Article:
In 2049 the Tyrell Corporation is no longer in business, it has been bought out by Niander Wallace (Jared Leto), who is manufacturing a more advanced replicant, the NEXUS-9. The older NEXUS models are still being hunted down and “retired” by a new generation of Blade Runners. One of these Blade Runners, Officer K (Ryan Gosling), finds himself unraveling a secret that can shatter the world as he knows it. It is up to K to discover the origin of this secret and along his investigation there is only one man who can help him find it, former Blade Runner, Rick Deckard (Harrison Ford). K finds himself searching for Deckard who may be the only person who has the answers to his questions.
The highly anticipated sequel to the cult classic, sci-fi master piece, Blade Runner, Denis Villeneuve brings to a new generation possibly an even greater film with Blade Runner 2049. Very much like Ridley Scott with his original film, Villeneuve was able to create a visually stunning world that the audience is sucked into. By having legendary cinematographer Roger Deakins on board for the film, the world of Blade Runner 2049 was brought to life. With the film taking place thirty years after the events of the original, Deakins does an amazing job at showing how the world has been affected by climate change. From a much dirtier and smog infested Los Angles to the wasteland that is Las Vegas. The films use of color is what truly makes it beaufitful to watch, integrating rich contrast and sleek colors, watching the characters walk through this world is truly jaw dropping and makes the audience forget this is a fictional world. The use of actual sets instead of a green screen is what really adds to the illusion of this world, with actors being surrounded with physical sets it adds realism to the world.
Narrative wise, Blade Runner 2049 is still very much a sci-fi/noir film. With the film’s runtime being 2hr 45min, Vellenueve takes his time telling this story. A much slower burn compared to Blade Runner, and at times it is very unnecessary, with many scenes being dialogue free for long stretches at a time to focus more on the film’s aesthetics. And although it is visually stunning and breath taking, too much of it at times begins take away the story the film is trying to tell.
While being a sequel, Blade Runner 2049 doesn’t rely heavily on its predecessor to have its own story. It adds onto themes that are in the first film while simultaneously creating narratives and plot points that can eventually pave the way for future iterations to the Blade Runner franchise. Gosling gives a stellar performance as Agent K, giving a twist to what it is like to be a Blade Runner. As for Harrison Ford, his portrayal as a former Blade Runner, Rick Deckard, continues right where he left off thirty five years ago. And much like Ford has aged, so has Deckard, adding depth to the character. The other supporting performances of Robin Wright, Ana de Armas, and Sylia Hoeks were especially strong also, specifically Armas, with her character’s take on “what it is to be human”.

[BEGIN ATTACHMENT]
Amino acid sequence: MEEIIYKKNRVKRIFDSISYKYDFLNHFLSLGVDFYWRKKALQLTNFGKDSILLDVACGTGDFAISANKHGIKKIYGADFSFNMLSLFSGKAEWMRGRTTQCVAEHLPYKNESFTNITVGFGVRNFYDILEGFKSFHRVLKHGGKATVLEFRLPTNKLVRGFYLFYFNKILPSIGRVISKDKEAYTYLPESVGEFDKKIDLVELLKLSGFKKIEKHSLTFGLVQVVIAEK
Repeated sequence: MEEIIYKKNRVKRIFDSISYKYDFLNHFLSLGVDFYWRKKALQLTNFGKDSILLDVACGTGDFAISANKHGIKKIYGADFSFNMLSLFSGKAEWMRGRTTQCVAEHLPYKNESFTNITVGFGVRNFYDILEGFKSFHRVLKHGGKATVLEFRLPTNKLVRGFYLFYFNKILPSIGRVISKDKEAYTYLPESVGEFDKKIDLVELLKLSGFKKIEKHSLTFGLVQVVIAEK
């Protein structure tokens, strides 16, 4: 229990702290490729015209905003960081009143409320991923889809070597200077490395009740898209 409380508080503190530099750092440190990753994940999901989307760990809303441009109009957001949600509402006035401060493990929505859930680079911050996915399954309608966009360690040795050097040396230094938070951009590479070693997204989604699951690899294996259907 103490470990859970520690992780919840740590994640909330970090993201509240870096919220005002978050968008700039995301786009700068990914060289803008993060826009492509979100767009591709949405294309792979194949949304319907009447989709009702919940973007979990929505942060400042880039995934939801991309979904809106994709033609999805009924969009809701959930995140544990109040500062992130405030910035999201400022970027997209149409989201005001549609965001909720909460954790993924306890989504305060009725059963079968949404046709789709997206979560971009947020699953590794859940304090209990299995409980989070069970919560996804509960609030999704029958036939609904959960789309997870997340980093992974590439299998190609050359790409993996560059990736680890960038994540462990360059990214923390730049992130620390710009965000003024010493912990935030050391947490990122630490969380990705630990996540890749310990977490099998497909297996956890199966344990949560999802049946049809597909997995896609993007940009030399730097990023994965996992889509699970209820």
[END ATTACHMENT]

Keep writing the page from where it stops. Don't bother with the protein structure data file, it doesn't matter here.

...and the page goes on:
As for the character of Niander Wallace played by Jared Leto, at times it felt too “cartoonish”. Even though the world of Blade Runner 2049 is a strange yet somewhat realistic take on what Earth can become, his presence on screen was too over the top and unbelievable at times. Had Leto dialed back a bit on his performance it would have fit better into the film’s story telling.
With Oscar season right around the corner, Blade Runner 2049 has established itself as one of the best films of the year. This film has undoubtedly garnered an Oscar nomination with its breath taking visuals and story telling. Roger Deakins may have won himself his first Oscar with this film and Denis Villeneuve has created a master piece much like Ridley Scott did with Blade Runner. It is not everyday that a film’s sequel holds up being equally as good or even better than its original and Blade Runner 2049 does just that.
Final Grade: A